In regard to the teaching of the OT prophets, Ryle explains that they all predict to one degree or another “that in the end of this dispensation the Jews are to be restored to their own land and to the favor of God.” And in defending his view in this regard, against those who would seek to contradict, Ryle responds that, “I can only say, that to my eyes, the future salvation of Israel as a people, their return to Palestine, and their national conversion to God, appear as clearly and plainly revealed as any prophecy in God’s Word” (italics in original).
Ryle’s Premillennial Contemporaries
After overviewing the eschatological beliefs of Ryle, a question that naturally arises, was he completely unique among his contemporaries and even those who came before him? Specifically, in the regard of premillennialism and the belief in future restoration of national Israel, did other men in the Reformed tradition hold to the same views? Much could be said in overviewing the eschatological beliefs of Christians during Ryle’s time and before, but as a simple summary, few notable names will be here mentioned, to show that though Ryle did stand in opposition to the majority of Reformed Bible commentators and teachers, he was nonetheless not alone.
The first person in close proximity to Ryle in this regard was Horatius Bonar, the Scottish Calvinist and well-beloved hymn writer, whose strongly premillennial literature had an influence on Ryle and whose works Ryle recommends to his own readers, if they desired to learn more about prophetic matters. Another beloved hymn writer with similar eschatological convictions, was Augustus Toplady, also a strong Calvinist. The young man, probably most known for his Bible reading plan, is Robert Murray M’Cheyne, whose strong belief in the future salvation and restoration of national Israel was a reflection of the same beliefs as held by Ryle and Bonar.  Another contemporary of Ryle, was the well-known Baptist preacher Charles Spurgeon, who also held to a strongly premillennial view regarding Christ’s second coming.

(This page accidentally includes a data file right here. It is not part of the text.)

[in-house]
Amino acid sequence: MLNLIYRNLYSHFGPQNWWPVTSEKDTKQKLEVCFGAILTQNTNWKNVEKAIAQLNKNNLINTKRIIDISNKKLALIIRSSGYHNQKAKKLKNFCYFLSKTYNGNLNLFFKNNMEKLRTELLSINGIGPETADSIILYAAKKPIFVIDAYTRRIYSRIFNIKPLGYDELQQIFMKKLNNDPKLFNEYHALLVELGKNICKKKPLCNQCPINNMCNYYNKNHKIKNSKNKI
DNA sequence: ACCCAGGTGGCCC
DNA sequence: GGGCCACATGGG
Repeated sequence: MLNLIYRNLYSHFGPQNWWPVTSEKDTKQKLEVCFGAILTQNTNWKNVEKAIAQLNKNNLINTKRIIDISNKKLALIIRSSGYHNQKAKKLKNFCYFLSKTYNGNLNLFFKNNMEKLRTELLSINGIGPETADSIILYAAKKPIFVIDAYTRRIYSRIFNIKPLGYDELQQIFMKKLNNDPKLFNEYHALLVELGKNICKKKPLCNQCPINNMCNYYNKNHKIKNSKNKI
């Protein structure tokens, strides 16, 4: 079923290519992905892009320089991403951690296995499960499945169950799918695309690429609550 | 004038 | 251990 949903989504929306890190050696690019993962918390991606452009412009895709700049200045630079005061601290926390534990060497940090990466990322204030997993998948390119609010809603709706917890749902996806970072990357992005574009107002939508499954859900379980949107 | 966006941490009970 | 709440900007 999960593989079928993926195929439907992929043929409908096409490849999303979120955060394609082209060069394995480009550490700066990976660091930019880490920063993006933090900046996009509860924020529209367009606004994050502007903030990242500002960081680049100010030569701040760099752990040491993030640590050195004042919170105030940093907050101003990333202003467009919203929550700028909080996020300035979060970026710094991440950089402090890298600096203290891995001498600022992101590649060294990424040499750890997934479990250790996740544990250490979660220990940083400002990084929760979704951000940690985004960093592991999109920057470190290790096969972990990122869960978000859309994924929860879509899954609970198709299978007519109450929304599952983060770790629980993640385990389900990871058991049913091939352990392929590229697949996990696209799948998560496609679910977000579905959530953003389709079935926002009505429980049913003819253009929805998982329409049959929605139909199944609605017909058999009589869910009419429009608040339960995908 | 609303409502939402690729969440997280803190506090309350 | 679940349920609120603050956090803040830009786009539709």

During Ryle’s lifetime, there were also many others within the Church of England, who likewise held to strong premillennial convictions. One of those was Bishop Edward Bickersteth, who after becoming convinced of premillennialism, became a respected promoter of premillennial thought in Britain. Many Anglican evangelical leaders were also introduced to the robust arguments for the premillennial view by eminent premillennial scholars such as Edward Greswell and Edward Bishop Elliott.
Interestingly enough, when it comes to the Reformed tradition as a whole established long before Ryle, most will undoubtedly be unaware that many of the Westminster divines themselves (such as Thomas Goodwin) were undeniably premillennial in their eschatology. Many of them influenced by the works of Joseph Mede (1586-1638), the so called father of English premillennialism.
THE ESSENTIALS of MODERN DISPENSATIONALISM
Much confusion exists, especially in the Reformed tradition, regarding the precise nature of dispensationalism. Some seem to suggest that as a theological system it also deals with matters relating to soteriology, and not simply eschatology and ecclesiology as stated by dispensationalists themselves. Others seem to commonly equate pre-tribulationism with dispensationalism, and even though it has certainly been a characteristic of dispensationalism, it is still not to be regarded as an unquestionable essential upon which the system stands or falls.